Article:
My feet pounded the treadmill as I scrolled page by page through the book. I’d never heard of the author—Courtney Walsh. But the cover had taunted and tempted me until I bought it. I hadn’t even read the synopsis, but after I did…
Bookstore? Refurbished furniture? Notes on hearts? What isn’t there to love?
Maybe I built it up too much in my mind, but by the time I’d swiped the last page, I was disappointed. The cover didn’t fit the time of year (a personal pet peeve). Valentine’s Day in Colorado does not conjure up the idea of green trees and sundresses. Just sayin’.
But it wasn’t just that there was something else about Paper Hearts that didn’t do it for me. It wasn’t bad, by any stretch, but it wasn’t the amazing book I’d hoped for.
A couple of years later, I read Just Let Go by the same author. Now that book I loved. Like almost everything, I had things that kept it from being perfect, but I think I gave it five stars. If not, it was like 4.49999 or something. 😉
Not long after that, I read about Ms. Walsh’s daughter having been diagnosed with cancer.
I got her age wrong, I think… or maybe she had a birthday SUPER close to when I read about it, but I immediately put a sticky note up on the wall of the lighthouse. When someone gave me the news a few months ago that she was now in remission (or cleared or whatever you call it… the word used was remission, anyway) and headed off to college, I couldn’t believe it had been so long. She was seventeen now. What? I prayed for this girl all this time. Prayed for her mother and the fears that only moms get—fears we rarely share.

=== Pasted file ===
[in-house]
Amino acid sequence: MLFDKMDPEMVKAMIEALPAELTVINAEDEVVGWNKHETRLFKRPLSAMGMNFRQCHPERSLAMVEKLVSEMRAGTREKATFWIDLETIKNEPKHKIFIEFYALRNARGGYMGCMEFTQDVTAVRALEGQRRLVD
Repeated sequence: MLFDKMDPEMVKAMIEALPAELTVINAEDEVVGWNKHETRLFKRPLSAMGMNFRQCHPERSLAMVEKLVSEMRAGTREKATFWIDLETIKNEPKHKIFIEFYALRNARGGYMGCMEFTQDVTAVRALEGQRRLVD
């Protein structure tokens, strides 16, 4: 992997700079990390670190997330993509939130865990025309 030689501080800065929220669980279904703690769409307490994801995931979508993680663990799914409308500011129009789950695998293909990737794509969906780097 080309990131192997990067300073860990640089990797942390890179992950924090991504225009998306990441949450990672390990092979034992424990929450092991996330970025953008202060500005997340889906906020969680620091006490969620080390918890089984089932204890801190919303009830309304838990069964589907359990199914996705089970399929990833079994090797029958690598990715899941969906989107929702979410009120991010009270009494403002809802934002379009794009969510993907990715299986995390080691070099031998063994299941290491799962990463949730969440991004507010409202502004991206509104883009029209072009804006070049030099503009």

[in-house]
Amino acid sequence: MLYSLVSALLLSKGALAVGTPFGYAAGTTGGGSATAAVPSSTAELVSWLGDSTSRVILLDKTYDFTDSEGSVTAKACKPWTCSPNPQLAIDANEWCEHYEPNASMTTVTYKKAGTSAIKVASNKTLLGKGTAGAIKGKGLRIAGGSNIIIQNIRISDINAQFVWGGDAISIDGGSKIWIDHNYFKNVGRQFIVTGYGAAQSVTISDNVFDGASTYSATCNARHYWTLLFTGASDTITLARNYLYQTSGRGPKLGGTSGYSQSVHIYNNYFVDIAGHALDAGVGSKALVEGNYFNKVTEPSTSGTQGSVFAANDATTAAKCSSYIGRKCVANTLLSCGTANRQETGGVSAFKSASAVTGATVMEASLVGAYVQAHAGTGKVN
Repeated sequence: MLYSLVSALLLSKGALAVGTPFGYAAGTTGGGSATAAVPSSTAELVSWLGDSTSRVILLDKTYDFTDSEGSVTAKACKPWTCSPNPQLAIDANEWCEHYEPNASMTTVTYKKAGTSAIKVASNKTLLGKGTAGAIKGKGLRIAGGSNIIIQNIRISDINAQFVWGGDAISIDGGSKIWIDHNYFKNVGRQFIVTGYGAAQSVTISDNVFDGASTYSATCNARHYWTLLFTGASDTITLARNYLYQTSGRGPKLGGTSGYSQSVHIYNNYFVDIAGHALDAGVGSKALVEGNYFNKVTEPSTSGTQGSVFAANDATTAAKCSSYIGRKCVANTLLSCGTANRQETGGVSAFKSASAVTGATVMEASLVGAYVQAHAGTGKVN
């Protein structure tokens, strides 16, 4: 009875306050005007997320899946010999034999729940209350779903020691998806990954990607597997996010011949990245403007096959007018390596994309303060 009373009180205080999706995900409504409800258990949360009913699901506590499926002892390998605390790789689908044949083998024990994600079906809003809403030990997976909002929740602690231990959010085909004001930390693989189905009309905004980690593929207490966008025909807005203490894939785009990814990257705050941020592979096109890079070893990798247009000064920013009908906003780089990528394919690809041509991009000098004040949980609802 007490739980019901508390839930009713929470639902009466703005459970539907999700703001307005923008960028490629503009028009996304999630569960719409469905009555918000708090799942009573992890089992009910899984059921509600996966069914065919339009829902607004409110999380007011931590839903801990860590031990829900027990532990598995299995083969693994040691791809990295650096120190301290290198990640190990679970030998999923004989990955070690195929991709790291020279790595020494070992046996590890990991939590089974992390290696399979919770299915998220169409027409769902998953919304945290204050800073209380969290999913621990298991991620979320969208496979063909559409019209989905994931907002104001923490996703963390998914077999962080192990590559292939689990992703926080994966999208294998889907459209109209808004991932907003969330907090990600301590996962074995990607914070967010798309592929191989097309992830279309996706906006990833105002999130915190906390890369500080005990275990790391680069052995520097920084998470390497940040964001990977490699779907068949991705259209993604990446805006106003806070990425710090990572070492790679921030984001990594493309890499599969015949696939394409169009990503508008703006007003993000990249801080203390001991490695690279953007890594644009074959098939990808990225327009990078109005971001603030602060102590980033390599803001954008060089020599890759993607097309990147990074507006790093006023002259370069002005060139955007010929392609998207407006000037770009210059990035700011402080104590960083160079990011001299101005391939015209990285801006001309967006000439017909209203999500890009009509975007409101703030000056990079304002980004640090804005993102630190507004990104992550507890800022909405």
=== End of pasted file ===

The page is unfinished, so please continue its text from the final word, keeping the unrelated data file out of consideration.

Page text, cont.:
And most of my cancer prayers have ended in begrudging thanks to the Lord that He is always good, even when we’re not ready for His decisions. Like the ones that remove those beloved people from us. Not this time. Not this time. I got to go into that little room with the hundreds of sticky notes on the wall and write the words, “In remission. Praise the Lord!” and move it to the “answered” side of the room.
Not gonna hide it. I cried.
Yeah, I did. Me—the one who never cries. Wracking sobs of grateful tears that at least one mother didn’t have to say that kind of goodbye. She got to send her girlie off to college. She got to deal with the mess and horror that comes in the fallout of medical trauma, maybe. But her girl is still here.
See, I HATE cancer like nobody’s business. I watch it creep in and break hearts. Real ones. Not paper ones filled with sweet messages. Real ones full of hopes, dreams, pains, sorrows. And I hate it.
But not this time, you stupid radical cells. God said no this time. Those tears were praise and worship of a God who remembers that He had a mother here who mourned him. He truly does know the pain from all sides.
Courtney Walsh recently released a new book, If for Any Reason, that she wrote during the medical nightmare called cancer.
I was anxious to read it, so when a blog tour opportunity came up to request a review excerpt, I took it. Except I didn’t want an excerpt. I wanted the book. So I bought it. I read If for Any Reason last night. Yeah, this book might be a podcast episode all by itself. Just sayin’.
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Sometimes “It’s Better” Is the Greatest Understatement Ever
Each book I’ve read by Courtney Walsh has been better than the last—in my experience, anyway. I feel like a hypocrite saying that, because I really feel each book should be viewed on its own merit. But I can’t deny that each book really did improve on the last.